- What is a Sacroiliac Injection?
- How is an SI Injection Performed?
- What Should You Expect After an SI Injection?
SI joint injections are predominantly employed to treat symptoms related to lower back pain, sciatica, and other sacroiliac dysfunction. The SI (sacroiliac) joint represents the source of pain in around 30% of all people who experience chronic lower back pain.
The SI joint is a large joint located in the lower part of the lumbar spine leading down into the buttocks, where the tailbone meets the pelvic bones on both sides of the spine. The SI joint does not possess a great degree of mobility; however, it absorbs much of the force from the upper body as weight is transferred to the hips and legs.
As with any other joint in the body, through wear and tear and degeneration over time, arthritis can develop in the SI joint causing chronic pain and swelling. The discomfort can be felt in the immediate area of the SI joint, or it can resonate into other regions such as the hips, buttocks or thighs.
SI joint injections have the ability to pinpoint and reduce the pain associated with SI joint injury, arthritis, and dysfunction. The procedure is highly effective at diminishing inflammation and providing months of relief.
What is a Sacroiliac Injection?
A sacroiliac joint injection is employed to both diagnose the source of pain and to improve symptoms of pain in the lower back.
How Does a Sacroiliac Injection Diagnose Pain?
A local anesthetic (typically lidocaine or bupivacaine) is injected into the SI joint using X-ray navigation, to corroborate a diagnosis of sacroiliac joint dysfunction by a pain management specialist. Before injecting the medication, a dye is released from the needle into the joint to assure correct needle placement and confirm the optimal spread of medicine. Then a small needle is targeted into each joint space to deposit the numbing medicine as accurately as possible. This is typically done in our state-of-the-art Fluoroscopy Suite.
If the patient obtains significant pain relief immediately after numbing (roughly 50%), it is highly likely the SI joint is the source of the pain.
How Can a Sacroiliac Injection Relieve Pain?
When the SI joint is the known and confirmed cause of pain and dysfunction, a therapeutic SI injection is performed. The process is identical to a diagnostic injection, with corticosteroid anti-inflammatory medication added to the injection to relieve swelling and provide pain relief.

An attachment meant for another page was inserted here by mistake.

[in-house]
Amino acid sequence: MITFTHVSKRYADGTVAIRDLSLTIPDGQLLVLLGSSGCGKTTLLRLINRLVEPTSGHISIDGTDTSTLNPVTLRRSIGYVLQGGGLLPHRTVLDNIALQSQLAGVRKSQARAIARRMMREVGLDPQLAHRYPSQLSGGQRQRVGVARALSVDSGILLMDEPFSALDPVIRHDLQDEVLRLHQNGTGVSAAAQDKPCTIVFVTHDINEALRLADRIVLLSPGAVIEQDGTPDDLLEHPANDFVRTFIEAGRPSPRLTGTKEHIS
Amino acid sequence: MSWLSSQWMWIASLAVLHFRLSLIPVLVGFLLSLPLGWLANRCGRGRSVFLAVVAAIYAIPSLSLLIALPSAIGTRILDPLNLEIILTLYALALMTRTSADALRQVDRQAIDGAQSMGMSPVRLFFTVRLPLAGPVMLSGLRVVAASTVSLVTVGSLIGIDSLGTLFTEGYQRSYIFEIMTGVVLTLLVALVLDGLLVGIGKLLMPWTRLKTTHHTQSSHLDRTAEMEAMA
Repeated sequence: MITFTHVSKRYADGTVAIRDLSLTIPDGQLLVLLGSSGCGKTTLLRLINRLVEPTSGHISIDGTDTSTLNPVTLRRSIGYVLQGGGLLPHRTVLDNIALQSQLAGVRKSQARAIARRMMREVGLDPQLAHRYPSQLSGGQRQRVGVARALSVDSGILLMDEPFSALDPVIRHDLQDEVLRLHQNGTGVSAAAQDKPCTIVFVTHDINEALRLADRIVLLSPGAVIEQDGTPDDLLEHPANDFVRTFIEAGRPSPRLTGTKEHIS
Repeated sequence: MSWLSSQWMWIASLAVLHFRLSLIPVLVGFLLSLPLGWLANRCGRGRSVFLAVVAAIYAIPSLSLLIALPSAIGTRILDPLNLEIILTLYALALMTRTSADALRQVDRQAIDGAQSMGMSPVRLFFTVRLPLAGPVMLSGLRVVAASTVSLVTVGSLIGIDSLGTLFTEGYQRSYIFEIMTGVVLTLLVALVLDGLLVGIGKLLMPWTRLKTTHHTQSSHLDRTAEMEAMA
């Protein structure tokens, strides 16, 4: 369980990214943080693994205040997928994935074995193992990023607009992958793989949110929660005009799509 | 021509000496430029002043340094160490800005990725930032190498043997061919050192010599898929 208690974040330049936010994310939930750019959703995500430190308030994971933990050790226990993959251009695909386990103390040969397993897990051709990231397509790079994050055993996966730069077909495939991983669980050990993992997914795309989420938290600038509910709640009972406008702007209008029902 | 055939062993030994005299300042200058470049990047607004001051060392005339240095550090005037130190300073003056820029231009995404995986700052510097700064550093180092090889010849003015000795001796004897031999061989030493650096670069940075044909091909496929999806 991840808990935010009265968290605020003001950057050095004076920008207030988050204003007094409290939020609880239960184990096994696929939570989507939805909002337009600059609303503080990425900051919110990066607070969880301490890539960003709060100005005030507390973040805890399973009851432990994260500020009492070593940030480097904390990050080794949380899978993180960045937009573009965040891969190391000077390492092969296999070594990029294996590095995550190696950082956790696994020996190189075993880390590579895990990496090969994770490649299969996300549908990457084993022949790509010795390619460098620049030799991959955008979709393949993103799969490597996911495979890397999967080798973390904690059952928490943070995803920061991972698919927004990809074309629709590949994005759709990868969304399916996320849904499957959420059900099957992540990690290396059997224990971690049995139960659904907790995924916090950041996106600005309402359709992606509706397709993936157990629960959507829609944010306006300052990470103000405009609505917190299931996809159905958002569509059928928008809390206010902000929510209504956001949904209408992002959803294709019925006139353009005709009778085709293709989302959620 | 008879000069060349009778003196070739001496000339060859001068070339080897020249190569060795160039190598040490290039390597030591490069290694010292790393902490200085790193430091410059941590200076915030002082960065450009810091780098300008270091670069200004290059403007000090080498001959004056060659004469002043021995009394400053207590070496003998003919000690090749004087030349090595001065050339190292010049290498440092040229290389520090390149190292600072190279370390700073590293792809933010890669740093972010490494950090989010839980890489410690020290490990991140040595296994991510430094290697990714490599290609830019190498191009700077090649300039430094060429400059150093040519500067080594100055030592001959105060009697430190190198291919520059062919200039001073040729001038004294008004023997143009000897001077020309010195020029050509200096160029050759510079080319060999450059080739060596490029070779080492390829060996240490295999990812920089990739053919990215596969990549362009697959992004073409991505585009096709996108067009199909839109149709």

Sustained relief of painful symptoms after the injection signals that the patient may begin physical therapy and rehabilitation to restore normal functioning and further dissipate any lingering discomfort. Therapeutic SI injections may be done up to four times annually as determined by your pain management physician.
How is an SI Injection Performed?
The SI injection is a relatively simple process usually requiring no more than 15 minutes and is performed on an outpatient basis in our Fluoroscopy Suite, with patients able to return home shortly after the procedure.
To keep the patient as comfortable as possible during the procedure, local anesthetic is employed at the needle site. The skin over the SI joint will be cleaned and sterilized using antiseptic solution.
With the help of X-ray guidance, a tiny needle is placed into the joint to spread the contrast dye and to inject the anesthetic and cortisone medication gradually.
What Should You Expect After an SI Injection?
Patients typically remain in the Fluoroscopy Suite for about half an hour after the injection to rule out any sudden complications or negative reactions, such as allergies or weakness in the legs.
Some people may experience sensitivity at the site of the injection for one to two days after the procedure. Ice may be used up to four times per day to help relieve any discomfort felt at the injection location.
There are minimal limitations after having an SI injection. Patients are asked not to soak the needle site in water, such as in a bathtub or in the ocean, for at least 24 hours after the procedure. Most patients resume their normal activities the following day.
Injected steroid medication can take anywhere between three to seven days to take full effect. Patients normally see their doctor for a follow-up visit about two weeks after the procedure, where the pain management physician will ascertain if there is anything else that can or needs to be done to provide additional pain relief.